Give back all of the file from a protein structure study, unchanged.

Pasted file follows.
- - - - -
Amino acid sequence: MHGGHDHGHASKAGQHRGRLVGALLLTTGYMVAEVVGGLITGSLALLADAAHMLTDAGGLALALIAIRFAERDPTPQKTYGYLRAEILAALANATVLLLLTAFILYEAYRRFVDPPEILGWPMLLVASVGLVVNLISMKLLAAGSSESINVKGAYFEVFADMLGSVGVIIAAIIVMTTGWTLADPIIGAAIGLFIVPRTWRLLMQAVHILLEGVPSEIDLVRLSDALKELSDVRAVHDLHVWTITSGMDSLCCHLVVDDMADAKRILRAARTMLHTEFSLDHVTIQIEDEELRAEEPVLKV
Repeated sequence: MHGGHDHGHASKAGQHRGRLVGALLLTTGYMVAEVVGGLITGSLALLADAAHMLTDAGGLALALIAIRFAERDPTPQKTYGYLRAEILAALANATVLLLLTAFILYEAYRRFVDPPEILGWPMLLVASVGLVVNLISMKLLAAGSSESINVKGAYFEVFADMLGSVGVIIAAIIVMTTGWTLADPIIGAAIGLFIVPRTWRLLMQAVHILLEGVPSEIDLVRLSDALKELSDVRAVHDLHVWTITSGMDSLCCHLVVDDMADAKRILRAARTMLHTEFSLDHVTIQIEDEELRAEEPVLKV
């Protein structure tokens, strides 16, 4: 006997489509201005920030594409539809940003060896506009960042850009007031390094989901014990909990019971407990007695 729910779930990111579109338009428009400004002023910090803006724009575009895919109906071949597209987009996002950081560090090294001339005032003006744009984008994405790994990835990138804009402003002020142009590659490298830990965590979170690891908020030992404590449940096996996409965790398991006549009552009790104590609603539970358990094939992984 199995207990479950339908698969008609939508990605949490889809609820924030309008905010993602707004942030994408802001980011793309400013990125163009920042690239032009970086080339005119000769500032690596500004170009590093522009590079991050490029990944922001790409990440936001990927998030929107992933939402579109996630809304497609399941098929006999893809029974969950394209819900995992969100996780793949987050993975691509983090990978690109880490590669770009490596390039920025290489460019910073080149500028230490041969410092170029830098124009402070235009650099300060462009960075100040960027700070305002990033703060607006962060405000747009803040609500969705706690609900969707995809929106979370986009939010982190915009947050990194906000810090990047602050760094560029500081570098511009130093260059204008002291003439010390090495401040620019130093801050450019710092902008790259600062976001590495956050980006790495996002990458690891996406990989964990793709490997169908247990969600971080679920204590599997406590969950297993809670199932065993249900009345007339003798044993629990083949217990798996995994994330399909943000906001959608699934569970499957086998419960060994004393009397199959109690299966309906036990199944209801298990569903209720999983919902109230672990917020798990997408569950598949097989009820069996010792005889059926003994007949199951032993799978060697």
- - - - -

Amino acid sequence: MHGGHDHGHASKAGQHRGRLVGALLLTTGYMVAEVVGGLITGSLALLADAAHMLTDAGGLALALIAIRFAERDPTPQKTYGYLRAEILAALANATVLLLLTAFILYEAYRRFVDPPEILGWPMLLVASVGLVVNLISMKLLAAGSSESINVKGAYFEVFADMLGSVGVIIAAIIVMTTGWTLADPIIGAAIGLFIVPRTWRLLMQAVHILLEGVPSEIDLVRLSDALKELSDVRAVHDLHVWTITSGMDSLCCHLVVDDMADAKRILRAARTMLHTEFSLDHVTIQIEDEELRAEEPVLKV
Repeated sequence: MHGGHDHGHASKAGQHRGRLVGALLLTTGYMVAEVVGGLITGSLALLADAAHMLTDAGGLALALIAIRFAERDPTPQKTYGYLRAEILAALANATVLLLLTAFILYEAYRRFVDPPEILGWPMLLVASVGLVVNLISMKLLAAGSSESINVKGAYFEVFADMLGSVGVIIAAIIVMTTGWTLADPIIGAAIGLFIVPRTWRLLMQAVHILLEGVPSEIDLVRLSDALKELSDVRAVHDLHVWTITSGMDSLCCHLVVDDMADAKRILRAARTMLHTEFSLDHVTIQIEDEELRAEEPVLKV
């Protein structure tokens, strides 16, 4: 006997489509201005920030594409539809940003060896506009960042850009007031390094989901014990909990019971407990007695 729910779930990111579109338009428009400004002023910090803006724009575009895919109906071949597209987009996002950081560090090294001339005032003006744009984008994405790994990835990138804009402003002020142009590659490298830990965590979170690891908020030992404590449940096996996409965790398991006549009552009790104590609603539970358990094939992984 199995207990479950339908698969008609939508990605949490889809609820924030309008905010993602707004942030994408802001980011793309400013990125163009920042690239032009970086080339005119000769500032690596500004170009590093522009590079991050490029990944922001790409990440936001990927998030929107992933939402579109996630809304497609399941098929006999893809029974969950394209819900995992969100996780793949987050993975691509983090990978690109880490590669770009490596390039920025290489460019910073080149500028230490041969410092170029830098124009402070235009650099300060462009960075100040960027700070305002990033703060607006962060405000747009803040609500969705706690609900969707995809929106979370986009939010982190915009947050990194906000810090990047602050760094560029500081570098511009130093260059204008002291003439010390090495401040620019130093801050450019710092902008790259600062976001590495956050980006790495996002990458690891996406990989964990793709490997169908247990969600971080679920204590599997406590969950297993809670199932065993249900009345007339003798044993629990083949217990798996995994994330399909943000906001959608699934569970499957086998419960060994004393009397199959109690299966309906036990199944209801298990569903209720999983919902109230672990917020798990997408569950598949097989009820069996010792005889059926003994007949199951032993799978060697």